Baldi's second batch of money ran out ahead of the Canadian Grand Prix, and the race clashed with his well-paid role as part of Lancia's Le Mans 24 Hours team to boot. His replacement was Huub Rothengatter, a lanky Dutchman with no single-seater experience since 1981 thanks to a road car accident, but did have a clutch of enthusiastic sponsors, including the Zandvoort circuit. Hart managed to spare them an engine for the race in Montreal, and Rothengatter impressed by being faster than both RAM cars. However, Mike Thackwell's turbocharger failure in the race meant there would be no Hart engines for Spirit at Detroit.
Undaunted, Wickham hired a Cosworth for the American race, and many admired their commitment even though Rothengatter failed to qualify. Better news came when Hart worked overtime and got them another engine for the Dallas Grand Prix. Rothengatter's performances were steady rather than spectacular, and at his home race technical problems put him last in qualifying. However, with the Tyrrell cars racing under appeal, the Zandvoort marshals took little time in allowing him to start from 27th - and the car was repainted in a patriotic orange for the occasion. Rothengatter would also garner an 8th place in the attrition at Monza - with 7th-place Ghinzani having ran out of fuel and 4th-placed Johansson limping around with a broken wheel-bearing, had the race gone on for a couple of laps more he might have scored a point.
The Italian race was Rothengatter's last for the team, as Baldi had found additional funds to compete in the last two rounds of the series. Spirit had hoped to run a second car for Rothengatter, Hart supplies having increased to the stage where both cars would be turbocharged, but missed the entry deadlines. Baldi provided some recompense by finishing both races, with another 8th place at the Nurburgring. Against all expectations, the team had survived the season. However, they really hadn't managed much else in the cold hard world of Formula 1. With money and a better engine, the 101C might have been a decent midfielder, and Baldi had impressed too in a quiet fashion and the team had the fourth-best reliability record, car for car, of all teams in 1984. But they couldn't attract any sponsors, and with turbocharged engines at a premium were once again stuck with Hart motors in 1985.
It was difficult to see what exactly the plan was at the start of the year, with the 101D - basically a 1983 car - updated slightly (the most obvious being conventional sidepods replacing the Brabham BT53-style ones on the 1984 101C), and Baldi's ragtag group of sponsors the only source of money. Spirit seemed to be continuing in the category for the lack of anything better to do, perhaps cradling dreams of being the next Frank Williams, whose early struggles had given many small teams a reason to keep plugging away. But there was to be now Saudi Arabian money for Spirit, and the car was only noticed when things went wrong - particularly a hapless run at Estoril, where Baldi gamely pressed on in the rain on totally inadequate Pirelli wet-weather tyres, and seemed to average a spin every couple of laps. Dave Amey, a former protege of Tony Southgate, had got as far as the model stage with designing a new car, but it was anyone's guess where the money was going to come from.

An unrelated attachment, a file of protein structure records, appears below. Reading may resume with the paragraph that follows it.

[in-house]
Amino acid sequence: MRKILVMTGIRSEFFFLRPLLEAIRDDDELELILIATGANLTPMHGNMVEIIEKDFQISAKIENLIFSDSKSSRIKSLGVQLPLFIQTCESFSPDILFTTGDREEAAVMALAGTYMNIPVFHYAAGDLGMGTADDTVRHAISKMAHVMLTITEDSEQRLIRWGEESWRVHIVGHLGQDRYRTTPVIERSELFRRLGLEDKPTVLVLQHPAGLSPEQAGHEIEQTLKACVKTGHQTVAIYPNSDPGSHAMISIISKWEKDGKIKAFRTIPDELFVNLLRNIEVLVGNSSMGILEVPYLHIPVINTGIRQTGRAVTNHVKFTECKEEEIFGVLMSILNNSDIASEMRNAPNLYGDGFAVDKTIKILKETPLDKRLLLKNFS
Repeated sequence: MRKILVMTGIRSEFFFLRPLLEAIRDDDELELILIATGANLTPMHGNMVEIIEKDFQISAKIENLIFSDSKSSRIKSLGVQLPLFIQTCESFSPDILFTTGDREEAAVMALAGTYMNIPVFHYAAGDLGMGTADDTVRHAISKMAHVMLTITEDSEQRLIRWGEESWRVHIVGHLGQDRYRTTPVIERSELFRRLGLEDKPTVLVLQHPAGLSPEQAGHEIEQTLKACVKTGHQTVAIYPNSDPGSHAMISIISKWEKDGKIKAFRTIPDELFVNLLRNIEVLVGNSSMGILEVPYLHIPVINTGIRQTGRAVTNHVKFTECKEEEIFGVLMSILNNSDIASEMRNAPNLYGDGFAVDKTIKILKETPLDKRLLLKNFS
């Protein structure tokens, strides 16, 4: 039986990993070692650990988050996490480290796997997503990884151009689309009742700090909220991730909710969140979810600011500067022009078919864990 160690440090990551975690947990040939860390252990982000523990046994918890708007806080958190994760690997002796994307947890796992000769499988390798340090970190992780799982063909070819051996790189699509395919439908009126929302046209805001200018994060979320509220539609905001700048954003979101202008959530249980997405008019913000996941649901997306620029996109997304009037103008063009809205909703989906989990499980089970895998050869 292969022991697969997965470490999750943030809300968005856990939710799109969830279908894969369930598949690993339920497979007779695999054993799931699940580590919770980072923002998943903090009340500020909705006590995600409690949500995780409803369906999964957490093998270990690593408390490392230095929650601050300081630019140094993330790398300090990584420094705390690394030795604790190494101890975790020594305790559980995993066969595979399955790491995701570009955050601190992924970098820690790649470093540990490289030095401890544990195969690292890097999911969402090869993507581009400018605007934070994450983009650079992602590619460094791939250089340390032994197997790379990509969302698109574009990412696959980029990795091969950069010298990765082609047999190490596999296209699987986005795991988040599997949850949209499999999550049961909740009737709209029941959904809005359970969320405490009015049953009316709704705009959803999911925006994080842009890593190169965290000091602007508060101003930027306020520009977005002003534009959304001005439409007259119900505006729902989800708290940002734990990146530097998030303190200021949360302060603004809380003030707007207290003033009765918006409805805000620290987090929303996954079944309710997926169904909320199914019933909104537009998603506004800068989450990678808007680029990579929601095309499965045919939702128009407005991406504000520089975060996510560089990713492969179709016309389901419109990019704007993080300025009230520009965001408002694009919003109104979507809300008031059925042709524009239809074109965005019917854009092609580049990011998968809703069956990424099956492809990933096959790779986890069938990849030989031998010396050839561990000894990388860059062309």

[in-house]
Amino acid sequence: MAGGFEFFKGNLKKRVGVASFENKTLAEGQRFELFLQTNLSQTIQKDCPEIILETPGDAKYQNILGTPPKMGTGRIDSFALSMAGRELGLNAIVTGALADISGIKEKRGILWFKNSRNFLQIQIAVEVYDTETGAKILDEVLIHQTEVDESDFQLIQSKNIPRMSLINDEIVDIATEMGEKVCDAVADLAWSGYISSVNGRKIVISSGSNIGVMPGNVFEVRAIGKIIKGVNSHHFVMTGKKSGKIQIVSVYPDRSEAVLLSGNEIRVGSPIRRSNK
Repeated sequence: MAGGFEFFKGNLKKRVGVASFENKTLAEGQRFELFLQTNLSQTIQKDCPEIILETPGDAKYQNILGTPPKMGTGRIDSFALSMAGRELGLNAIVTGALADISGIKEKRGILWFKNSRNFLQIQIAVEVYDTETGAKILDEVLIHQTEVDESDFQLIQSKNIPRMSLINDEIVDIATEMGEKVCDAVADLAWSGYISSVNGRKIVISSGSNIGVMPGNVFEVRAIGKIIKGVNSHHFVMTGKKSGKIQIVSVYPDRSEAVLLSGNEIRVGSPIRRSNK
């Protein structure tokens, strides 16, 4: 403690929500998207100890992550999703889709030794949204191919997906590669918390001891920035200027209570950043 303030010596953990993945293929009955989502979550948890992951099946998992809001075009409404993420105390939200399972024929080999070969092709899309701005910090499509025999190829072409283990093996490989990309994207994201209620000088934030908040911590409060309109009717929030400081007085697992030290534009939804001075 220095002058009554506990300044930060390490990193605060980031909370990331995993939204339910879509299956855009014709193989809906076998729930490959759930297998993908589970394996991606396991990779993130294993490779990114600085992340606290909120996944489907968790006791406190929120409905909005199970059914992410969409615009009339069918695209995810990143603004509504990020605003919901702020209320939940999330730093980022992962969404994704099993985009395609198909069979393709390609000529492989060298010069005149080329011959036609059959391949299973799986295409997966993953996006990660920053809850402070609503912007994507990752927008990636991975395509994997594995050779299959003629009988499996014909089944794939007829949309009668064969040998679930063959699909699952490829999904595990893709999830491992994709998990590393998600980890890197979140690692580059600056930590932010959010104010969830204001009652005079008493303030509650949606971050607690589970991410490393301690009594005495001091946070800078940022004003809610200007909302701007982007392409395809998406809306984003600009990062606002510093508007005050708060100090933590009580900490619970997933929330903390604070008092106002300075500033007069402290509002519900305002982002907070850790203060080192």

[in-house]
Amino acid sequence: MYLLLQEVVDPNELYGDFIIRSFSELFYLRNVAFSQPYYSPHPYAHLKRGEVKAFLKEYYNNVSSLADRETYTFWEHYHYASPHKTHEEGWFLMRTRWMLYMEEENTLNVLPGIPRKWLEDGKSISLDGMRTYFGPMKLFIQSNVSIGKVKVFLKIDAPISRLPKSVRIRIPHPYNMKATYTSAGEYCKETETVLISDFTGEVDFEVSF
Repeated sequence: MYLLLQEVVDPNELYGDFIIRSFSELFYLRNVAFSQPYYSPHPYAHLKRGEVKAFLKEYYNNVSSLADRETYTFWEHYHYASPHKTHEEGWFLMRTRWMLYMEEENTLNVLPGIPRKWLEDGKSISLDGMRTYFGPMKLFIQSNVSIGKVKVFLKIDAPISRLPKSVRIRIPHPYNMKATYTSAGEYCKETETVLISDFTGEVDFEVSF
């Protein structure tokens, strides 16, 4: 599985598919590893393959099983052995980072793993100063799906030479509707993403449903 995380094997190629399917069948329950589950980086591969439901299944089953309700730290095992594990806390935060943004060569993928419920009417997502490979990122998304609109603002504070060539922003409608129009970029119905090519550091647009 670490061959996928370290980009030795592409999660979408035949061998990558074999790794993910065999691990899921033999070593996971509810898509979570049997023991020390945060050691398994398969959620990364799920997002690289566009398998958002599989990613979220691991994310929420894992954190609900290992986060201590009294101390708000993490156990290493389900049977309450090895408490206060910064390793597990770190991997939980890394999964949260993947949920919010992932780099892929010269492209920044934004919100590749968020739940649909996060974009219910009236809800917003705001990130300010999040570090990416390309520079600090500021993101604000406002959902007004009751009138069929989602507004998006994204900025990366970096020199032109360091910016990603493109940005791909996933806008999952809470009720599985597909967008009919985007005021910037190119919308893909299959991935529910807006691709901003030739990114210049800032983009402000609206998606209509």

The third round of the 1985 season saw a new coat of paint on the thing, red, blue and white - a forlorn reminder of the brief period in late 1983 when Johansson's car had worn the near-identical official Honda livery. This time, however, it was just an attempt to catch a few more photographers' attentions than the drab white scheme had, as by this stage the Spirit was displaying fewer sponsors' decals than ever. Baldi qualified dead last, behind the Cosworth-powered Tyrrells, and ran dead last before the car's electrics forced him into the pits and then retirement.
The future was bleak. Baldi's funding was all but exhausted, while Rothengatter was still trying to raise funds in Holland and Allen Berg scheduled to take over in Canada. Shortly after the San Marino Grand Prix, the Benetton family made a substantial investment in the Toleman team, which had sat out the first three races due to not being able to agree a tyre contract. Soon after, an offer came through from the Italian concern, offering Spirit a sum of money if they withdrew and allowed Toleman to take over their Pirelli contract. After some though, Wickham agreed, seeing no other future for his team, and at least the Benetton money meant everyone could be paid.
He announced that Spirit would be back for 1986 with a new car, but after that nothing was heard of the team in Formula 1, a sad and nondescript end for an ambitious outfit which had entered Grand Prix racing with such lofty aims less than two years before. Wickham would turn up with the Spirit name during the 1988 Formula 3000 season running Bertrand Gachot, but left before the end of the year, the team going bust soon afterwards despite some promising results.